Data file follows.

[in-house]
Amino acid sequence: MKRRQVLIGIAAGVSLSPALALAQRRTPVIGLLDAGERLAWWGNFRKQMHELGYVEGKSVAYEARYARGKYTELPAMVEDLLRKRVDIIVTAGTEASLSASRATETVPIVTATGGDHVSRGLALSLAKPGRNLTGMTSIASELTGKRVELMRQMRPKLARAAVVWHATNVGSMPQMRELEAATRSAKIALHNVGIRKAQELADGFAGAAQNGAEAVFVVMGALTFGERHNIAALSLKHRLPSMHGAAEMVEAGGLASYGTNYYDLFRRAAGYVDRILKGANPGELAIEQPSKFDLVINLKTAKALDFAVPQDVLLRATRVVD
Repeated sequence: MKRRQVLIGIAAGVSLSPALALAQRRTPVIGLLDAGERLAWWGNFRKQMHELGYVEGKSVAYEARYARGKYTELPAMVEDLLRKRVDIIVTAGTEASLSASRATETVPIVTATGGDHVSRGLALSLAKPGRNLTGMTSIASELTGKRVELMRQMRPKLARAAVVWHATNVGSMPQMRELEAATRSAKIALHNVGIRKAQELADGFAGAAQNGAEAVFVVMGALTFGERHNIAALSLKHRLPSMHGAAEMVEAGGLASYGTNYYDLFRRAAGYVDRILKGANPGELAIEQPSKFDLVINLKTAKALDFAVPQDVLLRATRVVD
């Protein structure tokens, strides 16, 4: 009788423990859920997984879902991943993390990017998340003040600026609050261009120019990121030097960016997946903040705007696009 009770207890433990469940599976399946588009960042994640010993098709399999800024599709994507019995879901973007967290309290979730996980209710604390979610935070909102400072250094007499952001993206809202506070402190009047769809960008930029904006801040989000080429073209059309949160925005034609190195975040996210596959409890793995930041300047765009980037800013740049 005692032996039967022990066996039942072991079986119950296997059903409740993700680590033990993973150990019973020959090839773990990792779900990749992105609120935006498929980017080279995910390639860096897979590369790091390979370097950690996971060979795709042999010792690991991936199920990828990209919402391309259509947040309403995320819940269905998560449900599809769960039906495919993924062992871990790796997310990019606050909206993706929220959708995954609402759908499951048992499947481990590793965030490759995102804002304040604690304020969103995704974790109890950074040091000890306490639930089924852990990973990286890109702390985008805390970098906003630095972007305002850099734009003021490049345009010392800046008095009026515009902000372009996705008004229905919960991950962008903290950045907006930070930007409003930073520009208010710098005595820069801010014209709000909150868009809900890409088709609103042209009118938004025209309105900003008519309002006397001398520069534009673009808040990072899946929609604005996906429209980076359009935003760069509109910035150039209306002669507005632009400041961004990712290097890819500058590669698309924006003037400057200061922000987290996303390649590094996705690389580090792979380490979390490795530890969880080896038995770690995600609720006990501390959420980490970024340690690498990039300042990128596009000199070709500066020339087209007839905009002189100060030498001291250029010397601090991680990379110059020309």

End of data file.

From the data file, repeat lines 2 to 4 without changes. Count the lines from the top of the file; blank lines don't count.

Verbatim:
Amino acid sequence: MKRRQVLIGIAAGVSLSPALALAQRRTPVIGLLDAGERLAWWGNFRKQMHELGYVEGKSVAYEARYARGKYTELPAMVEDLLRKRVDIIVTAGTEASLSASRATETVPIVTATGGDHVSRGLALSLAKPGRNLTGMTSIASELTGKRVELMRQMRPKLARAAVVWHATNVGSMPQMRELEAATRSAKIALHNVGIRKAQELADGFAGAAQNGAEAVFVVMGALTFGERHNIAALSLKHRLPSMHGAAEMVEAGGLASYGTNYYDLFRRAAGYVDRILKGANPGELAIEQPSKFDLVINLKTAKALDFAVPQDVLLRATRVVD
Repeated sequence: MKRRQVLIGIAAGVSLSPALALAQRRTPVIGLLDAGERLAWWGNFRKQMHELGYVEGKSVAYEARYARGKYTELPAMVEDLLRKRVDIIVTAGTEASLSASRATETVPIVTATGGDHVSRGLALSLAKPGRNLTGMTSIASELTGKRVELMRQMRPKLARAAVVWHATNVGSMPQMRELEAATRSAKIALHNVGIRKAQELADGFAGAAQNGAEAVFVVMGALTFGERHNIAALSLKHRLPSMHGAAEMVEAGGLASYGTNYYDLFRRAAGYVDRILKGANPGELAIEQPSKFDLVINLKTAKALDFAVPQDVLLRATRVVD
């Protein structure tokens, strides 16, 4: 009788423990859920997984879902991943993390990017998340003040600026609050261009120019990121030097960016997946903040705007696009 009770207890433990469940599976399946588009960042994640010993098709399999800024599709994507019995879901973007967290309290979730996980209710604390979610935070909102400072250094007499952001993206809202506070402190009047769809960008930029904006801040989000080429073209059309949160925005034609190195975040996210596959409890793995930041300047765009980037800013740049 005692032996039967022990066996039942072991079986119950296997059903409740993700680590033990993973150990019973020959090839773990990792779900990749992105609120935006498929980017080279995910390639860096897979590369790091390979370097950690996971060979795709042999010792690991991936199920990828990209919402391309259509947040309403995320819940269905998560449900599809769960039906495919993924062992871990790796997310990019606050909206993706929220959708995954609402759908499951048992499947481990590793965030490759995102804002304040604690304020969103995704974790109890950074040091000890306490639930089924852990990973990286890109702390985008805390970098906003630095972007305002850099734009003021490049345009010392800046008095009026515009902000372009996705008004229905919960991950962008903290950045907006930070930007409003930073520009208010710098005595820069801010014209709000909150868009809900890409088709609103042209009118938004025209309105900003008519309002006397001398520069534009673009808040990072899946929609604005996906429209980076359009935003760069509109910035150039209306002669507005632009400041961004990712290097890819500058590669698309924006003037400057200061922000987290996303390649590094996705690389580090792979380490979390490795530890969880080896038995770690995600609720006990501390959420980490970024340690690498990039300042990128596009000199070709500066020339087209007839905009002189100060030498001291250029010397601090991680990379110059020309």